Joseph D. Romano, PhD

Biomedical data scientist and translational bioinformatician

Email: joseph.romano [at]

I'm currently a postdoc at the University of Pennsylvania, where I work in Jason Moore, PhD's Computational Genetics Lab. In 2019, I earned my PhD from Columbia University's Department of Biomedical Informatics as a member of the Tatonetti Lab. My research focuses on using translational bioinformatics and artificial intelligence to discover links between chemical exposures and clinically significant human diseases. I'm also interested more broadly in clinical informatics, AI methods development, and informatics education.

I am supported by a K99/R00 "Pathway to Independence" grant awarded by the US National Library of Medicine, titled Discovering clinical endpoints of toxicity via graph machine learning and semantic data analysis (K99-LM013646; PI: Romano).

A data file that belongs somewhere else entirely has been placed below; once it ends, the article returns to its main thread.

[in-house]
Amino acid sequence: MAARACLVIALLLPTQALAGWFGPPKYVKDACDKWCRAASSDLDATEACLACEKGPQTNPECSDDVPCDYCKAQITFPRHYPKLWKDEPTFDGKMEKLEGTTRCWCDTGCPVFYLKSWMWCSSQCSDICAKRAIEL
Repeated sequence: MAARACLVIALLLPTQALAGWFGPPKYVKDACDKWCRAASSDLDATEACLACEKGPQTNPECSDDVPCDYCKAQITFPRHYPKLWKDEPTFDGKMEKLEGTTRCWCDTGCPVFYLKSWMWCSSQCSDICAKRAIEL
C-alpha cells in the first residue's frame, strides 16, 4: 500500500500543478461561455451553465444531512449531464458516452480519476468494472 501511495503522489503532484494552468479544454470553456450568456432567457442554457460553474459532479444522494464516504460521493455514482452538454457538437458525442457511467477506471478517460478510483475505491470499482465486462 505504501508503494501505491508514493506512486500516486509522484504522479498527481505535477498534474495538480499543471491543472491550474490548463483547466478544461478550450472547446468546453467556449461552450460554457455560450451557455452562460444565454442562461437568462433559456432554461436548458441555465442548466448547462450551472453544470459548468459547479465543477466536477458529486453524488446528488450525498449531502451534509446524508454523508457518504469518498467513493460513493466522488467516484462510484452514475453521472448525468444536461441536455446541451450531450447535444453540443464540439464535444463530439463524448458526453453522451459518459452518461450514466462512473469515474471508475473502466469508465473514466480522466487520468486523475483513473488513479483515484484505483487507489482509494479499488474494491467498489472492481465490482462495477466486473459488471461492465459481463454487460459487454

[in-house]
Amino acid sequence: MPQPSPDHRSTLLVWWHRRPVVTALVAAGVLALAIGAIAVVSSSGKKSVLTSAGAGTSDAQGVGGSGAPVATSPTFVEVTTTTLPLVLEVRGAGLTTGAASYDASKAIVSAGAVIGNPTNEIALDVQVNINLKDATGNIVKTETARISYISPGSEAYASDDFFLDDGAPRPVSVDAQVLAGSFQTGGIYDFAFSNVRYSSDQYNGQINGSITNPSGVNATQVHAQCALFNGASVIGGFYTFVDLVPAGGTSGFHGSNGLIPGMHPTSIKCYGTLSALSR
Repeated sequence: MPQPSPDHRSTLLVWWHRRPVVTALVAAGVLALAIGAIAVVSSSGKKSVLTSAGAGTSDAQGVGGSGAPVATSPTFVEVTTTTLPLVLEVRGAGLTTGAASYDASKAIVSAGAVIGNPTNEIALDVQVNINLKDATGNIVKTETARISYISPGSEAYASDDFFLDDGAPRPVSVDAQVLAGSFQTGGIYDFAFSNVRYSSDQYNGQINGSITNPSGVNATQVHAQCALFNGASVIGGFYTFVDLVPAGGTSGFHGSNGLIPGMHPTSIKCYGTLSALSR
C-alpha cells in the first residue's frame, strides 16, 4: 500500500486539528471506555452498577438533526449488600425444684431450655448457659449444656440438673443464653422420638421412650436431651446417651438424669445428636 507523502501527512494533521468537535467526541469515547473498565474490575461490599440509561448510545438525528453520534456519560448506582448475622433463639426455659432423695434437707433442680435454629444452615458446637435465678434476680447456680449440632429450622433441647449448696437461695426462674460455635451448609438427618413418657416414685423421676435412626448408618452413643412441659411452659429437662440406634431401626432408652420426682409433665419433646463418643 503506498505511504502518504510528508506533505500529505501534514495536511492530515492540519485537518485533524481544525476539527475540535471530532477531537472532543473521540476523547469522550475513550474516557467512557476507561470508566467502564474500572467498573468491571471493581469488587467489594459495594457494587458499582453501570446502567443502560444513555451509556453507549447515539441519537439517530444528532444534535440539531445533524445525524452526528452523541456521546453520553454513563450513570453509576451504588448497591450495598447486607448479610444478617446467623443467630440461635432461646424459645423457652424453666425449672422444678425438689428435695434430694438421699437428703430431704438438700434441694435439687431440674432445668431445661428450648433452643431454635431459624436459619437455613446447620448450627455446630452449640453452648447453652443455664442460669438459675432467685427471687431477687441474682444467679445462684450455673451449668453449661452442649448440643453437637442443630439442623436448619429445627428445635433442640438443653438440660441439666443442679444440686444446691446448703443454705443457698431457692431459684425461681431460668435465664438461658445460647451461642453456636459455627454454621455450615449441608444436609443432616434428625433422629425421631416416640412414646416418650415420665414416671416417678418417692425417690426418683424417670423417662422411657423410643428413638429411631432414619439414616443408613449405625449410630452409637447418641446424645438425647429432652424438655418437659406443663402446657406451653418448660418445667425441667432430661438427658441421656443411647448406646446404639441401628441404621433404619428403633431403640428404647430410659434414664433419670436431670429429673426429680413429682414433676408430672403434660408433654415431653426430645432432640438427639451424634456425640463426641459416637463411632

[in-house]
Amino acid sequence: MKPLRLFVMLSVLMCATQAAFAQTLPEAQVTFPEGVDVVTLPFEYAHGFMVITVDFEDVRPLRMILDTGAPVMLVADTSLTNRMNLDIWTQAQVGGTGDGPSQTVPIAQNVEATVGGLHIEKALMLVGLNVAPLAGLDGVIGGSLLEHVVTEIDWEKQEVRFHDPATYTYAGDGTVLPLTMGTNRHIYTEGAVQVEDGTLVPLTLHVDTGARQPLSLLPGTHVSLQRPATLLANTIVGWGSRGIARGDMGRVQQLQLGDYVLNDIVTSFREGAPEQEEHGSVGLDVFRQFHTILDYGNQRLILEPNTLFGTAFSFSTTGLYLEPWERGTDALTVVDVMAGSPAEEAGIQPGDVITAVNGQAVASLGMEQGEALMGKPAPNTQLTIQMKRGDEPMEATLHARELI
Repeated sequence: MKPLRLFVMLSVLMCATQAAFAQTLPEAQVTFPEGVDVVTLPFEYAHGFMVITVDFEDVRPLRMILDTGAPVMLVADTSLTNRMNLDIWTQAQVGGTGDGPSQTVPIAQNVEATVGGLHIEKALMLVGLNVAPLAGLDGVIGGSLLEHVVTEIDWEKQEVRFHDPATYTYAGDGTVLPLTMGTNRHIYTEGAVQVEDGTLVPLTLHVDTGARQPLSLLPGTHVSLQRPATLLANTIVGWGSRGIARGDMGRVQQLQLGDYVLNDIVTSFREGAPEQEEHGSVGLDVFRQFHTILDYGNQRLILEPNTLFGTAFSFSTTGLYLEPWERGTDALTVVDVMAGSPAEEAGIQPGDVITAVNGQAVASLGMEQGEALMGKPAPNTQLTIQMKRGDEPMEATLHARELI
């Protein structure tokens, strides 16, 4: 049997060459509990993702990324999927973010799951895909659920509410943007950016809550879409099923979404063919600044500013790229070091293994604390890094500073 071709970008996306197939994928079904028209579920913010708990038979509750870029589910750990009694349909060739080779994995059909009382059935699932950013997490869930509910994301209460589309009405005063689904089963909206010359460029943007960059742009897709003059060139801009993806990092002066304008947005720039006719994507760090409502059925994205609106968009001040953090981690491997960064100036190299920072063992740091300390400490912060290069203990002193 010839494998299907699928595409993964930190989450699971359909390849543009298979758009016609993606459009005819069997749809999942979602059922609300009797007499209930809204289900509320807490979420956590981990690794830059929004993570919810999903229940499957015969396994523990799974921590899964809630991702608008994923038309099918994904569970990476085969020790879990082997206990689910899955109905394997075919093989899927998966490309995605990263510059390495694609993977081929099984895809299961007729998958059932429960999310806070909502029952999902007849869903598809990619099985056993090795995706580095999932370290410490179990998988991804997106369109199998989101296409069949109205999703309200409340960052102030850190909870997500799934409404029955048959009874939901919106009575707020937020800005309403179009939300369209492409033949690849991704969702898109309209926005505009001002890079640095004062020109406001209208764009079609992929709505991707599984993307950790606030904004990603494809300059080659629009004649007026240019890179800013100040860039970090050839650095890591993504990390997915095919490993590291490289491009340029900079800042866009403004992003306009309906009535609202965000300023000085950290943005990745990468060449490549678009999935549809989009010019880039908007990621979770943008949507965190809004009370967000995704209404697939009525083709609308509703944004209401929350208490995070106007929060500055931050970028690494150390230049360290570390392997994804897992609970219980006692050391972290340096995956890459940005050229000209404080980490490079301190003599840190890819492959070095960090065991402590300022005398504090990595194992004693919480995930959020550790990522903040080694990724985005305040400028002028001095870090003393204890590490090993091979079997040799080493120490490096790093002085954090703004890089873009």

For more information about my research, publications, or CV/résumé, please see the links at the top of the page.

Me elsewhere on the internet:

About me

I live in Wynnewood, Pennsylvania, with my wife and our cat Maisie.

My hobbies include skiing, retro computing, speedrunning, jazz (I play piano and trumpet), and visiting breweries / trying craft beer. I like to try my hand at brewing my own beer on occasion. As of now, I've only made pale ales and red ales, but I hope to try some more adventurous styles in the future.

I have a small (but growing) collection of retro computing hardware. This includes several Atari 800XLs, a TI-99/4a, a DEC VT220 terminal, assorted peripherals, and many emulated / Raspberry PI-based modern replicas of old computers and game consoles.